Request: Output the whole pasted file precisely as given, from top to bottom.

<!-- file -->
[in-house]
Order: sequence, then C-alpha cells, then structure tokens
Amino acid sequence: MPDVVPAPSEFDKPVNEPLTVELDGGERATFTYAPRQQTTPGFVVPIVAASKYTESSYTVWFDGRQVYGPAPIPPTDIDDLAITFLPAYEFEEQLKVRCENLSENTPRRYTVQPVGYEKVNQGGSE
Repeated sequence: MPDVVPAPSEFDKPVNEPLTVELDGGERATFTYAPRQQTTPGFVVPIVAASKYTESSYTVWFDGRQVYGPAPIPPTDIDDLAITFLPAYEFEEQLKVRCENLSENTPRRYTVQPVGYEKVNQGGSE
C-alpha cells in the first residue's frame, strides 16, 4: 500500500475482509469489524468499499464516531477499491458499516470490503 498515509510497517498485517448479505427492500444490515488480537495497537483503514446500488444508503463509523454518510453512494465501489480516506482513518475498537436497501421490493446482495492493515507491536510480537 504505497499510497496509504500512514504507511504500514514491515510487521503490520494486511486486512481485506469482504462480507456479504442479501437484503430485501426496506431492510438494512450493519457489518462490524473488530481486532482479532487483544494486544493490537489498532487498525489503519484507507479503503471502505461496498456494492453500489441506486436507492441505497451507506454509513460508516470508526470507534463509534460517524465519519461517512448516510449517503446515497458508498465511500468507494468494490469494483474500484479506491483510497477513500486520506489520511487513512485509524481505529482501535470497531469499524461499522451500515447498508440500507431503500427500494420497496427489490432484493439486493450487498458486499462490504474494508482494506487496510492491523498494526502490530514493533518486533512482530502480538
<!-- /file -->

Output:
[in-house]
Order: sequence, then C-alpha cells, then structure tokens
Amino acid sequence: MPDVVPAPSEFDKPVNEPLTVELDGGERATFTYAPRQQTTPGFVVPIVAASKYTESSYTVWFDGRQVYGPAPIPPTDIDDLAITFLPAYEFEEQLKVRCENLSENTPRRYTVQPVGYEKVNQGGSE
Repeated sequence: MPDVVPAPSEFDKPVNEPLTVELDGGERATFTYAPRQQTTPGFVVPIVAASKYTESSYTVWFDGRQVYGPAPIPPTDIDDLAITFLPAYEFEEQLKVRCENLSENTPRRYTVQPVGYEKVNQGGSE
C-alpha cells in the first residue's frame, strides 16, 4: 500500500475482509469489524468499499464516531477499491458499516470490503 498515509510497517498485517448479505427492500444490515488480537495497537483503514446500488444508503463509523454518510453512494465501489480516506482513518475498537436497501421490493446482495492493515507491536510480537 504505497499510497496509504500512514504507511504500514514491515510487521503490520494486511486486512481485506469482504462480507456479504442479501437484503430485501426496506431492510438494512450493519457489518462490524473488530481486532482479532487483544494486544493490537489498532487498525489503519484507507479503503471502505461496498456494492453500489441506486436507492441505497451507506454509513460508516470508526470507534463509534460517524465519519461517512448516510449517503446515497458508498465511500468507494468494490469494483474500484479506491483510497477513500486520506489520511487513512485509524481505529482501535470497531469499524461499522451500515447498508440500507431503500427500494420497496427489490432484493439486493450487498458486499462490504474494508482494506487496510492491523498494526502490530514493533518486533512482530502480538